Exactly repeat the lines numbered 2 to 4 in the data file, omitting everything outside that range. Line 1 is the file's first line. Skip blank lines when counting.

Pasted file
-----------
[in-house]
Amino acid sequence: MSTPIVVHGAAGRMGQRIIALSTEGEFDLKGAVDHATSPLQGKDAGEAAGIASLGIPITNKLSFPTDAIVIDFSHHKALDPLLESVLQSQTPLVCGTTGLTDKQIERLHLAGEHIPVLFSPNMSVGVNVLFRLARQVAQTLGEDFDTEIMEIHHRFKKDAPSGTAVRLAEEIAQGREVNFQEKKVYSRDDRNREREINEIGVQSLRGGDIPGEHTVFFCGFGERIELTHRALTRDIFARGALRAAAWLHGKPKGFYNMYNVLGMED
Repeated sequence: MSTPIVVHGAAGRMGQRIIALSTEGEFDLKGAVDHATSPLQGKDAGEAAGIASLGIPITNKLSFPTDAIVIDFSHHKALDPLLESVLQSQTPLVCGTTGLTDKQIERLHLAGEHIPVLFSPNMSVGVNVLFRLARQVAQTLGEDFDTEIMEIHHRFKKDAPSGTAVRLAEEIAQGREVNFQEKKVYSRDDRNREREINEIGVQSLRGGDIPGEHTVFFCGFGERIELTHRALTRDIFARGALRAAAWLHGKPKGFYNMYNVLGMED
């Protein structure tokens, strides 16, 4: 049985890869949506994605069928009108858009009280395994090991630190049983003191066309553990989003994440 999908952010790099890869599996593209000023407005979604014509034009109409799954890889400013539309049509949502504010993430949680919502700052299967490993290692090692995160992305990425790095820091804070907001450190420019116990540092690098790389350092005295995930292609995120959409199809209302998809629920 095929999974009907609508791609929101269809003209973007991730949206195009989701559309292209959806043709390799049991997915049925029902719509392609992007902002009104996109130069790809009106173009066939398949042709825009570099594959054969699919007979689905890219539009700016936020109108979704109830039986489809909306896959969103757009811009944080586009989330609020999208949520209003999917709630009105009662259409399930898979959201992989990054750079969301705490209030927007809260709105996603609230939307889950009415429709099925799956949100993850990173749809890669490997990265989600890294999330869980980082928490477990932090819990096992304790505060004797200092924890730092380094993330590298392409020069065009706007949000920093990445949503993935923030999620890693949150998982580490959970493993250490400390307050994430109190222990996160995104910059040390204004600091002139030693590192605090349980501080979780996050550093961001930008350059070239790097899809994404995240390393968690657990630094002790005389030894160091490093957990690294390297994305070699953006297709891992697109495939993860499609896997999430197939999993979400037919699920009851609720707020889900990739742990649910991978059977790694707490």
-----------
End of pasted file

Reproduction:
Amino acid sequence: MSTPIVVHGAAGRMGQRIIALSTEGEFDLKGAVDHATSPLQGKDAGEAAGIASLGIPITNKLSFPTDAIVIDFSHHKALDPLLESVLQSQTPLVCGTTGLTDKQIERLHLAGEHIPVLFSPNMSVGVNVLFRLARQVAQTLGEDFDTEIMEIHHRFKKDAPSGTAVRLAEEIAQGREVNFQEKKVYSRDDRNREREINEIGVQSLRGGDIPGEHTVFFCGFGERIELTHRALTRDIFARGALRAAAWLHGKPKGFYNMYNVLGMED
Repeated sequence: MSTPIVVHGAAGRMGQRIIALSTEGEFDLKGAVDHATSPLQGKDAGEAAGIASLGIPITNKLSFPTDAIVIDFSHHKALDPLLESVLQSQTPLVCGTTGLTDKQIERLHLAGEHIPVLFSPNMSVGVNVLFRLARQVAQTLGEDFDTEIMEIHHRFKKDAPSGTAVRLAEEIAQGREVNFQEKKVYSRDDRNREREINEIGVQSLRGGDIPGEHTVFFCGFGERIELTHRALTRDIFARGALRAAAWLHGKPKGFYNMYNVLGMED
């Protein structure tokens, strides 16, 4: 049985890869949506994605069928009108858009009280395994090991630190049983003191066309553990989003994440 999908952010790099890869599996593209000023407005979604014509034009109409799954890889400013539309049509949502504010993430949680919502700052299967490993290692090692995160992305990425790095820091804070907001450190420019116990540092690098790389350092005295995930292609995120959409199809209302998809629920 095929999974009907609508791609929101269809003209973007991730949206195009989701559309292209959806043709390799049991997915049925029902719509392609992007902002009104996109130069790809009106173009066939398949042709825009570099594959054969699919007979689905890219539009700016936020109108979704109830039986489809909306896959969103757009811009944080586009989330609020999208949520209003999917709630009105009662259409399930898979959201992989990054750079969301705490209030927007809260709105996603609230939307889950009415429709099925799956949100993850990173749809890669490997990265989600890294999330869980980082928490477990932090819990096992304790505060004797200092924890730092380094993330590298392409020069065009706007949000920093990445949503993935923030999620890693949150998982580490959970493993250490400390307050994430109190222990996160995104910059040390204004600091002139030693590192605090349980501080979780996050550093961001930008350059070239790097899809994404995240390393968690657990630094002790005389030894160091490093957990690294390297994305070699953006297709891992697109495939993860499609896997999430197939999993979400037919699920009851609720707020889900990739742990649910991978059977790694707490």